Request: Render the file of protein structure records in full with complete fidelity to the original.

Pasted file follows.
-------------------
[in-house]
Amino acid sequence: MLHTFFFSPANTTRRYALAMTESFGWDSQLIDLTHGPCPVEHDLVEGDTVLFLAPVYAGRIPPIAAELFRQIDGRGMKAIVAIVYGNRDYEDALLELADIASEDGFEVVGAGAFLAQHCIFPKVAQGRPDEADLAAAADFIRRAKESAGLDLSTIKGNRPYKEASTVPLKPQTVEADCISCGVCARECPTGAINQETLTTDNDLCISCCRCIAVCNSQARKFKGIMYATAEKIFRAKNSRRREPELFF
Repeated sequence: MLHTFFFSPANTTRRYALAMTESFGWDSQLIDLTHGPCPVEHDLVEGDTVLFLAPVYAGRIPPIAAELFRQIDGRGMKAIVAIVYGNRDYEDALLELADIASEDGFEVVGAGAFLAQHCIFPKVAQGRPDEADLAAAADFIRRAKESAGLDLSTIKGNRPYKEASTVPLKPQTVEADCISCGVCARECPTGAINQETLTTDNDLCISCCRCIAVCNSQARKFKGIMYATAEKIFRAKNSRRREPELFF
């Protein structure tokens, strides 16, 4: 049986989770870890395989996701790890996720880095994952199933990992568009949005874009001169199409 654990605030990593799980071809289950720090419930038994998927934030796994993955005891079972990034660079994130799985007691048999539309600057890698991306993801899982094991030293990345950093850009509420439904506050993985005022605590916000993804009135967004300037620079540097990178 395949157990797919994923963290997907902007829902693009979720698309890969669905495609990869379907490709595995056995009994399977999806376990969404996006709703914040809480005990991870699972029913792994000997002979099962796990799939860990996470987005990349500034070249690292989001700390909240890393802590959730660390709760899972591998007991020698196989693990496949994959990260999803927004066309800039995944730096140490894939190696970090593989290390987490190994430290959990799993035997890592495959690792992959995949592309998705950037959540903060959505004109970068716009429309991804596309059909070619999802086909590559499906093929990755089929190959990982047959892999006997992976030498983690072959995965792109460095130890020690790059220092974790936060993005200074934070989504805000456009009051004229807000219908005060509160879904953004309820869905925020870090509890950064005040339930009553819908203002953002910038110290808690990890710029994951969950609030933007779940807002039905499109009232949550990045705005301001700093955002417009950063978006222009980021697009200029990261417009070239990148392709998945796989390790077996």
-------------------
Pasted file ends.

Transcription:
[in-house]
Amino acid sequence: MLHTFFFSPANTTRRYALAMTESFGWDSQLIDLTHGPCPVEHDLVEGDTVLFLAPVYAGRIPPIAAELFRQIDGRGMKAIVAIVYGNRDYEDALLELADIASEDGFEVVGAGAFLAQHCIFPKVAQGRPDEADLAAAADFIRRAKESAGLDLSTIKGNRPYKEASTVPLKPQTVEADCISCGVCARECPTGAINQETLTTDNDLCISCCRCIAVCNSQARKFKGIMYATAEKIFRAKNSRRREPELFF
Repeated sequence: MLHTFFFSPANTTRRYALAMTESFGWDSQLIDLTHGPCPVEHDLVEGDTVLFLAPVYAGRIPPIAAELFRQIDGRGMKAIVAIVYGNRDYEDALLELADIASEDGFEVVGAGAFLAQHCIFPKVAQGRPDEADLAAAADFIRRAKESAGLDLSTIKGNRPYKEASTVPLKPQTVEADCISCGVCARECPTGAINQETLTTDNDLCISCCRCIAVCNSQARKFKGIMYATAEKIFRAKNSRRREPELFF
């Protein structure tokens, strides 16, 4: 049986989770870890395989996701790890996720880095994952199933990992568009949005874009001169199409 654990605030990593799980071809289950720090419930038994998927934030796994993955005891079972990034660079994130799985007691048999539309600057890698991306993801899982094991030293990345950093850009509420439904506050993985005022605590916000993804009135967004300037620079540097990178 395949157990797919994923963290997907902007829902693009979720698309890969669905495609990869379907490709595995056995009994399977999806376990969404996006709703914040809480005990991870699972029913792994000997002979099962796990799939860990996470987005990349500034070249690292989001700390909240890393802590959730660390709760899972591998007991020698196989693990496949994959990260999803927004066309800039995944730096140490894939190696970090593989290390987490190994430290959990799993035997890592495959690792992959995949592309998705950037959540903060959505004109970068716009429309991804596309059909070619999802086909590559499906093929990755089929190959990982047959892999006997992976030498983690072959995965792109460095130890020690790059220092974790936060993005200074934070989504805000456009009051004229807000219908005060509160879904953004309820869905925020870090509890950064005040339930009553819908203002953002910038110290808690990890710029994951969950609030933007779940807002039905499109009232949550990045705005301001700093955002417009950063978006222009980021697009200029990261417009070239990148392709998945796989390790077996």